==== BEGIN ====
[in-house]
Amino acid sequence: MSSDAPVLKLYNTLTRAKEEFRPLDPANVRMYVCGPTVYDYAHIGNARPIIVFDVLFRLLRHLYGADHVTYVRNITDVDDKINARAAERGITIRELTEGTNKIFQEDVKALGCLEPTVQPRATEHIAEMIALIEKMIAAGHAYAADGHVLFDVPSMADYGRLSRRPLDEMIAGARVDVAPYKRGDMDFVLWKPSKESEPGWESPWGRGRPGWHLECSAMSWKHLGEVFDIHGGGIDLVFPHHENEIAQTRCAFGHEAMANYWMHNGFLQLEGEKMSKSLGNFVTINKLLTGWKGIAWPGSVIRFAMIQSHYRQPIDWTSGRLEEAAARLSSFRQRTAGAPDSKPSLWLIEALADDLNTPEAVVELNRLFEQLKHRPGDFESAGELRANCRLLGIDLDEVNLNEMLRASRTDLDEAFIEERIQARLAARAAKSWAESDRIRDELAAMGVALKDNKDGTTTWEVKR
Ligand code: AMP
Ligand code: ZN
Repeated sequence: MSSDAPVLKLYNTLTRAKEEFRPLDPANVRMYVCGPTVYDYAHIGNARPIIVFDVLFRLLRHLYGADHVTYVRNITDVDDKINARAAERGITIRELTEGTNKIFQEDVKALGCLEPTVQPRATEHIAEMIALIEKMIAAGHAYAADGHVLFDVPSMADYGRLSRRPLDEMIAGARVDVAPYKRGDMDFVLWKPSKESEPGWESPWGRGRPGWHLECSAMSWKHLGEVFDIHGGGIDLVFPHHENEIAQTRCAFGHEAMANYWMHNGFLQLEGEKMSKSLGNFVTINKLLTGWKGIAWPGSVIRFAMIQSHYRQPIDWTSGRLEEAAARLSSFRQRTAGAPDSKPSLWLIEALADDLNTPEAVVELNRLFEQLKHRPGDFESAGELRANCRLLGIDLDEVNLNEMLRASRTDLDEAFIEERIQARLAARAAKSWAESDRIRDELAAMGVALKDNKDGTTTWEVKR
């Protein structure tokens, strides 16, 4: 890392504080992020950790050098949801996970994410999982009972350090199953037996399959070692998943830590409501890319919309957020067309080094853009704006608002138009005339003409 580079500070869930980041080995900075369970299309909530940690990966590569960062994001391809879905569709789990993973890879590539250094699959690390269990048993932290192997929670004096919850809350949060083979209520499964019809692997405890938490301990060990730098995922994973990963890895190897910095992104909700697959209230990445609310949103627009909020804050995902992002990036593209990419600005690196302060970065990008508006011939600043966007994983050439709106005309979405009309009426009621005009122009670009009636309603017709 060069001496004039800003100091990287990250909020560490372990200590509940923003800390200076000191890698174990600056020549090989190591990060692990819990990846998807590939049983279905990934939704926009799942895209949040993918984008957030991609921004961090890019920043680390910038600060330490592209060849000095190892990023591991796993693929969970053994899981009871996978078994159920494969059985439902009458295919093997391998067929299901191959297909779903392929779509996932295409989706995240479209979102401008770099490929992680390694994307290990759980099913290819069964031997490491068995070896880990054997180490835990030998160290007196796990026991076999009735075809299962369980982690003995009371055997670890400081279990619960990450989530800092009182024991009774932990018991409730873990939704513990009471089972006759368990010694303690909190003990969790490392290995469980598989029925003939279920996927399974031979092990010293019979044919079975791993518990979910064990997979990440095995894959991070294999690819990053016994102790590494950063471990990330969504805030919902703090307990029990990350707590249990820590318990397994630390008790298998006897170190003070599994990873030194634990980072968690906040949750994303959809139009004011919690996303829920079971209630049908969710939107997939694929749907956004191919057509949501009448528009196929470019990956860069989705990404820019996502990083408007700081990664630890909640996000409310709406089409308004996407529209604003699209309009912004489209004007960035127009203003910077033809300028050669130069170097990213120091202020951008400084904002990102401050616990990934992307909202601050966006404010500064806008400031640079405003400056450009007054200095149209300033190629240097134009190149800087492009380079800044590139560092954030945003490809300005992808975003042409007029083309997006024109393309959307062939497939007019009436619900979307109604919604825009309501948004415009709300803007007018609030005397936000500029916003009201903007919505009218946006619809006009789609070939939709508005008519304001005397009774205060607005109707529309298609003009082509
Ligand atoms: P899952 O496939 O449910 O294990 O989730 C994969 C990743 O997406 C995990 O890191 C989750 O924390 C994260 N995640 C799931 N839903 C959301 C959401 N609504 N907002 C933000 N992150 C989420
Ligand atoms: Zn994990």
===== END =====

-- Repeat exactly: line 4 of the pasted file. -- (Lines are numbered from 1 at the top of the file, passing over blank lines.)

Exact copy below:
Ligand code: ZN